June 24, 2020 / 10:34 PM / 15 days ago

UPDATE 1-U.S. pilots union asks government to subsidize empty seats on planes

(Adds comments from U.S. congressman who chairs Transportation Committee, adds WASHINGTON to dateline)

By Tracy Rucinski and David Shepardson

CHICAGO/WASHINGTON, June 24 (Reuters) - A major U.S. pilots union said on Wednesday it has begun discussing with lawmakers a plan for the government to purchase seats on each flight to prevent passengers from having to sit next to strangers.

The idea, launched by the Allied Pilots Association (APA) representing American Airlines' 15,000 pilots, is aimed at easing a return to pre-pandemic passenger levels while creating an even playing field across the airline industry.

As of now, some but not all U.S. airlines are blocking middle seats or capping the number of seats they are selling on each flight in order to allow for more space between passengers and are requiring passengers to wear masks.

Air travel has dropped dramatically since the outbreak hit.

Under the plan, the price of empty seats would be based on industry average costs for 2019.

U.S. Representative Peter DeFazio, a Democrat who chairs the Transportation and Infrastructure Committee, told Reuters on Wednesday that airlines should voluntarily keep seats open between passengers, noting Congress awarded airlines nearly $25 billion for payroll costs through Sept. 30.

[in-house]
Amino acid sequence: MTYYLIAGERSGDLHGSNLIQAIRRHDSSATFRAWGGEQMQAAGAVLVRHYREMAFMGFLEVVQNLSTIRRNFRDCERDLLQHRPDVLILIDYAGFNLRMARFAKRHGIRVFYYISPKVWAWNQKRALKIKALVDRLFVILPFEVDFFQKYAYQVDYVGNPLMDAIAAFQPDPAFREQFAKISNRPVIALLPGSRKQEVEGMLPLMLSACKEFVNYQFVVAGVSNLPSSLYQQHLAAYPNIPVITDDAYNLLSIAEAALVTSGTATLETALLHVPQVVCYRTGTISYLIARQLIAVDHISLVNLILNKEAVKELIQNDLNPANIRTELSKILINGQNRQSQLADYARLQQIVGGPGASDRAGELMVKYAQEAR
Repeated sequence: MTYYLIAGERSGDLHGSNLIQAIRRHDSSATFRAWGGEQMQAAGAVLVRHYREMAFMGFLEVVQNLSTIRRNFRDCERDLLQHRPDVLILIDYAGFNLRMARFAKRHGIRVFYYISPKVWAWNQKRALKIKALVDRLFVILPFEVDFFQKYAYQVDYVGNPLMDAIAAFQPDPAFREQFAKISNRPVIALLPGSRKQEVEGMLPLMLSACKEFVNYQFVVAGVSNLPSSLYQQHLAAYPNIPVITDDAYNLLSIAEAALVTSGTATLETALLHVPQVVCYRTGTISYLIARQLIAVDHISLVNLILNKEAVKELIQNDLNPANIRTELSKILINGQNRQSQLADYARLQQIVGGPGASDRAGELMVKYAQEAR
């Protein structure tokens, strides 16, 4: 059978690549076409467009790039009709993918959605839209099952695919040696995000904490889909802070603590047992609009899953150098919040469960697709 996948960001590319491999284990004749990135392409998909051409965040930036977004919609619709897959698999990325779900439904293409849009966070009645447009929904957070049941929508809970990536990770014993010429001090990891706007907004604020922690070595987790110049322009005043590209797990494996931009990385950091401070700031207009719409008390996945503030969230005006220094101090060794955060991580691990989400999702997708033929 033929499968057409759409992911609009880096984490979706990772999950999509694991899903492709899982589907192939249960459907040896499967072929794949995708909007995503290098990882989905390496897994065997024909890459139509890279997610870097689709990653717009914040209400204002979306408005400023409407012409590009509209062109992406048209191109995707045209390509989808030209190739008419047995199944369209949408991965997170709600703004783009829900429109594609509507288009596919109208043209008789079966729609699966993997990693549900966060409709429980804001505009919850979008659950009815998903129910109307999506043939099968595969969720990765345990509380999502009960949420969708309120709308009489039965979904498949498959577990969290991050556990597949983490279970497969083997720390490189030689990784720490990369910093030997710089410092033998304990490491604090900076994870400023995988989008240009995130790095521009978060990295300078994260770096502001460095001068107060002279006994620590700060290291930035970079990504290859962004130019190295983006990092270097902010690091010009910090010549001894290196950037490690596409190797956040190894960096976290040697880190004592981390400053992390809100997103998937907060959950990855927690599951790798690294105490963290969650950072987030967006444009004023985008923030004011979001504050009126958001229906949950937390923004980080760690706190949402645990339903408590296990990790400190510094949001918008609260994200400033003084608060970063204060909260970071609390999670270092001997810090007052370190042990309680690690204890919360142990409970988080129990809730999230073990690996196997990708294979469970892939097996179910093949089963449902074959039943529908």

DeFazio will consider if additional governmental steps are needed beyond Sept. 30 to ensure spacing on airplanes.

The House approved legislation in May to require airline passengers to wear masks or face potential criminal penalties during the pandemic, but the U.S. Senate has not taken up the bill.

FAA Administrator Steve Dickson said last week the U.S Centers for Disease Control and Prevention has responsibility for public health, while the Federal Aviation Administration has oversight of aviation safety.

DeFazio said Dickson told him he does not believe the FAA has authority to mandate masks.

"If you didn't have the authority, we wouldn't have medical kits, we wouldn't have seat belts, we wouldn't have banned smoking (on airplanes)," DeFazio said. "They clearly have the authority. It is just not forthcoming because of the politics of this administration."

The FAA declined comment on DeFazio's remarks.

Reporting by Tracy Rucinski in Chicago and David Shepardson in Washington Editing by Steve Orlofsky and Matthew Lewis

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